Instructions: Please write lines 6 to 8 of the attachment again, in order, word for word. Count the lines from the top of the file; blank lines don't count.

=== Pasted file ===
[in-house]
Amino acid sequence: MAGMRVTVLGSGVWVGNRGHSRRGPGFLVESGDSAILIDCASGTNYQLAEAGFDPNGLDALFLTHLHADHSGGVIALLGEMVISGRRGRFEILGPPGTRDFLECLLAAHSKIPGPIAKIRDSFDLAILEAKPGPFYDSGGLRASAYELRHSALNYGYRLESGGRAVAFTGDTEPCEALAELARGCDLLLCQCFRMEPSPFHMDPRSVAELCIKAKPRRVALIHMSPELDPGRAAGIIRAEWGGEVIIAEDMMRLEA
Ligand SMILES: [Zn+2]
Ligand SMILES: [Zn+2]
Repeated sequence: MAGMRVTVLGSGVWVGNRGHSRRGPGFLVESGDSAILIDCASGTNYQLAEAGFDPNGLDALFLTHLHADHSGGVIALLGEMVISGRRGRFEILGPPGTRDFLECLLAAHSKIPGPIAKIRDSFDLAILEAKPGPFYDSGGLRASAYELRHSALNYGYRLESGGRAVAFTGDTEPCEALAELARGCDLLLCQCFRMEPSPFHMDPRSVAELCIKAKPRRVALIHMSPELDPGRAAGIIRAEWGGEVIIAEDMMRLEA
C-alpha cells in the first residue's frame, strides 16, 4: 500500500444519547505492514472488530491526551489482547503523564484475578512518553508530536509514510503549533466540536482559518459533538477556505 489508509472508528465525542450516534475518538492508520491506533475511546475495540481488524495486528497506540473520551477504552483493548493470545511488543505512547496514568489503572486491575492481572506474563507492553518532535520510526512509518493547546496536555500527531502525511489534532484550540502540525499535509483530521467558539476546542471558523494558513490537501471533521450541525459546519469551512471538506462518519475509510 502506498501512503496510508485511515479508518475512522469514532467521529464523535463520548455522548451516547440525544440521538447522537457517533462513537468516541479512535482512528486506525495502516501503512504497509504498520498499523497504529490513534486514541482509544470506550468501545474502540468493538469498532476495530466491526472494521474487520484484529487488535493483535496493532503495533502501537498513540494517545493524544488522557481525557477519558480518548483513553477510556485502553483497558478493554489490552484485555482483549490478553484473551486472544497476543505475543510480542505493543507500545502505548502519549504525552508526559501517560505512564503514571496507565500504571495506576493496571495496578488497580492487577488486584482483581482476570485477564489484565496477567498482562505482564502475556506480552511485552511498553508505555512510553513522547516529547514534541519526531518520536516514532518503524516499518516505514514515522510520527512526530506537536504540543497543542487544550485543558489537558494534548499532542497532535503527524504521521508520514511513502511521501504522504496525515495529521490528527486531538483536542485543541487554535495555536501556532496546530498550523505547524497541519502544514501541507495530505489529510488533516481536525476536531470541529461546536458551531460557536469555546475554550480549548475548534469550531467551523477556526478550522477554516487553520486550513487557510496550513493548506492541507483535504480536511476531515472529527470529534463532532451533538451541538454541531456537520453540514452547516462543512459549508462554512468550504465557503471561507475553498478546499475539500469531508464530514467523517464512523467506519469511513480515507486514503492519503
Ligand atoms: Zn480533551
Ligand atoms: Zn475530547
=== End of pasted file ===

C-alpha cells in the first residue's frame, strides 16, 4: 500500500444519547505492514472488530491526551489482547503523564484475578512518553508530536509514510503549533466540536482559518459533538477556505 489508509472508528465525542450516534475518538492508520491506533475511546475495540481488524495486528497506540473520551477504552483493548493470545511488543505512547496514568489503572486491575492481572506474563507492553518532535520510526512509518493547546496536555500527531502525511489534532484550540502540525499535509483530521467558539476546542471558523494558513490537501471533521450541525459546519469551512471538506462518519475509510 502506498501512503496510508485511515479508518475512522469514532467521529464523535463520548455522548451516547440525544440521538447522537457517533462513537468516541479512535482512528486506525495502516501503512504497509504498520498499523497504529490513534486514541482509544470506550468501545474502540468493538469498532476495530466491526472494521474487520484484529487488535493483535496493532503495533502501537498513540494517545493524544488522557481525557477519558480518548483513553477510556485502553483497558478493554489490552484485555482483549490478553484473551486472544497476543505475543510480542505493543507500545502505548502519549504525552508526559501517560505512564503514571496507565500504571495506576493496571495496578488497580492487577488486584482483581482476570485477564489484565496477567498482562505482564502475556506480552511485552511498553508505555512510553513522547516529547514534541519526531518520536516514532518503524516499518516505514514515522510520527512526530506537536504540543497543542487544550485543558489537558494534548499532542497532535503527524504521521508520514511513502511521501504522504496525515495529521490528527486531538483536542485543541487554535495555536501556532496546530498550523505547524497541519502544514501541507495530505489529510488533516481536525476536531470541529461546536458551531460557536469555546475554550480549548475548534469550531467551523477556526478550522477554516487553520486550513487557510496550513493548506492541507483535504480536511476531515472529527470529534463532532451533538451541538454541531456537520453540514452547516462543512459549508462554512468550504465557503471561507475553498478546499475539500469531508464530514467523517464512523467506519469511513480515507486514503492519503
Ligand atoms: Zn480533551
Ligand atoms: Zn475530547